sábado, 28 de mayo de 2016

Adventure Races | Features | CDC

Adventure Races | Features | CDC

Centers for Disease Control and Prevention. CDC twenty four seven. Saving Lives, Protecting People

Adventure Races

Photo of people in mud

You signed up for an adventure race! You spent months training, getting ready for the tough event. The big day arrives – you go over high walls, wade through mud pits, and maybe even jump over fire. You finally cross the finish line! But a couple of days later, you start to feel sick. You have a fever, diarrhea, nausea, and abdominal cramps.

What do you think made you sick?

High-intensity obstacle and adventure races are becoming more popular every year. In 2012, these races drew an estimated 1.5 million people in the United States alone. These races typically include man-made obstacles for participants to cross, including muddy pits and fields, while running various distances. These races are commonly held in rural areas. If these areas were used for animal grazing, the soil could be contaminated with germs (bacteria, viruses) like E. colinorovirus, and Campylobacter from the animal feces (poop). And, somehow, those germs can get into people's mouths. This nasty scenario unfortunately became a reality for some people in Nevada after a long-distance obstacle adventure race held on a cattle ranch in 2012.
After the race, more than 20 participants got sick with diarrhea, vomiting, abdominal cramps, and fever. The cause of their illness was Campylobacter. An epidemiologic study comparing race participants who got sick to race participants who didn't get sick found that swallowing muddy water while competing was a major risk factor. All of the race participants made a full recovery, but this event is an important reminder of the risk of serious diarrheal illness after adventure races.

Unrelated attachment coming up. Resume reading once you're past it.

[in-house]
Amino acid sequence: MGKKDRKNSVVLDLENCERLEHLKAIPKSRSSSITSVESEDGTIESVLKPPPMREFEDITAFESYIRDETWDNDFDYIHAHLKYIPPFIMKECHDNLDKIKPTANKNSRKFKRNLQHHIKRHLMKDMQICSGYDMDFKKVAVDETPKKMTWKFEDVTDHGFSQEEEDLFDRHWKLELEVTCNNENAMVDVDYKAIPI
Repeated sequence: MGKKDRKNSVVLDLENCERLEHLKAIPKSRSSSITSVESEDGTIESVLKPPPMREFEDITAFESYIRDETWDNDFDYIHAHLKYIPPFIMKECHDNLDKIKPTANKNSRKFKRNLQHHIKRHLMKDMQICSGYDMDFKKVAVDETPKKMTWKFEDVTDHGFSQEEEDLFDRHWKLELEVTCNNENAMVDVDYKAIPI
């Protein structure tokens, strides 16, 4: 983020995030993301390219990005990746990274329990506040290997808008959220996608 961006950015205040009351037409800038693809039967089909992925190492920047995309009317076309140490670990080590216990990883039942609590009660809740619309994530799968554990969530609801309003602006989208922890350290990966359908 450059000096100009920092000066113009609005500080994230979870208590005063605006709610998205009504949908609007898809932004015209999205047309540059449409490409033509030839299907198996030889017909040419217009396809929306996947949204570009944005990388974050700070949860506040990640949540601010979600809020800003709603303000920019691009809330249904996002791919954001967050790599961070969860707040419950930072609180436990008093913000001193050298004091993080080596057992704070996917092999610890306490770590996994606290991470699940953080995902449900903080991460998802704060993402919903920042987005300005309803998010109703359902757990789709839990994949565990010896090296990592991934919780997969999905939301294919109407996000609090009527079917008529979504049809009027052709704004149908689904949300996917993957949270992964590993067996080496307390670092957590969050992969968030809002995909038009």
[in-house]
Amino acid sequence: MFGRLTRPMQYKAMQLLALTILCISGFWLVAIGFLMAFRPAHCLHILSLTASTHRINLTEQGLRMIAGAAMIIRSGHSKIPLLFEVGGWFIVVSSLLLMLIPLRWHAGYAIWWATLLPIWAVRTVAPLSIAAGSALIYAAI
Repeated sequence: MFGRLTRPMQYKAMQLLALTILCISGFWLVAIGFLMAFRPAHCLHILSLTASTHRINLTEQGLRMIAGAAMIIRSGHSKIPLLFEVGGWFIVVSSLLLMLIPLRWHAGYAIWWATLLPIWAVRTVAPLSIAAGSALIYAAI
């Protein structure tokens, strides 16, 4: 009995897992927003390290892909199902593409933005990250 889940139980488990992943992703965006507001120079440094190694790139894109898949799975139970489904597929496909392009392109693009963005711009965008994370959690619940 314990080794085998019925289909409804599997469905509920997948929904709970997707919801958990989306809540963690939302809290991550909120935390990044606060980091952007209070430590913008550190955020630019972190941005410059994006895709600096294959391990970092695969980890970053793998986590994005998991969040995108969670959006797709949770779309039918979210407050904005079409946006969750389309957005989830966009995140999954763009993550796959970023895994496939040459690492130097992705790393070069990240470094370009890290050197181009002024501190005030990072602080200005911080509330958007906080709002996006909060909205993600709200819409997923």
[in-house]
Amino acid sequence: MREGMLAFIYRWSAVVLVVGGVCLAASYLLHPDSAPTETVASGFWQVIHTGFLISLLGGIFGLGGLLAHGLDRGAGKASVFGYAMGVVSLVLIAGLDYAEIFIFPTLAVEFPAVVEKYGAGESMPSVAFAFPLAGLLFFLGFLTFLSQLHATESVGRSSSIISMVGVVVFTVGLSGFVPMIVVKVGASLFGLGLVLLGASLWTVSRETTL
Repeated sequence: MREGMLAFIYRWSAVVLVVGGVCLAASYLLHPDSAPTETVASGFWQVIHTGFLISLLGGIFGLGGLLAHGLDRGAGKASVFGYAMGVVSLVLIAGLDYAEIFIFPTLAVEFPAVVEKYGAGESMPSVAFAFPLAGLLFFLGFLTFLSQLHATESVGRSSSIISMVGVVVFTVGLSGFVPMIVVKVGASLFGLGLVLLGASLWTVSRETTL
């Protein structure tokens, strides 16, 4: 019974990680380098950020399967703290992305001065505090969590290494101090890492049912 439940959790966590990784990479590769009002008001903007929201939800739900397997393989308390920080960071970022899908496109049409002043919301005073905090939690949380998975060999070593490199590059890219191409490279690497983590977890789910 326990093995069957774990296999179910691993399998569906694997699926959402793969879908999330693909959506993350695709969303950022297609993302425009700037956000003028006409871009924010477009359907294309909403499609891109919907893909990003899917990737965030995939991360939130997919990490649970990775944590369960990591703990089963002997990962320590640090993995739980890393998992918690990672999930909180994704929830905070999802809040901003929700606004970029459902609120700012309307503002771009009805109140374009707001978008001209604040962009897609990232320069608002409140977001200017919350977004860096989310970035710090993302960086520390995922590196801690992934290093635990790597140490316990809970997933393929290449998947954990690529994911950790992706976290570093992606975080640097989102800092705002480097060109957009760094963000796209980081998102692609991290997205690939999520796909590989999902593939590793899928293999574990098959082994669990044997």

Photo: Muddy legs and shoes
Dodge the germs during your adventure race.

What can adventure race participants do to play it safe?

  • Avoid swallowing any surface water during the race. The water doesn't have to be muddy to make you sick.
  • Wash your hands and face with soap and water immediately after completing the race, especially before eating or drinking.
  • Be considerate to other racers: Stay out of the race if you are vomiting or have diarrhea on race day.

What can organizers of adventure races do to protect racers?

  • Build muddy challenges in areas where there is not likely to be animal feces.
  • In your information for participants, include advice on how they can protect themselves and others from diarrheal illness:
    • Advise them to avoid swallowing any surface water during the race.
    • Encourage race participants to seek medical care if they develop diarrhea after the race.
    • Ask them to not participate in the event if they are vomiting or have diarrhea on race day.
  • Provide facilities for participants to wash their hands and face after the race.

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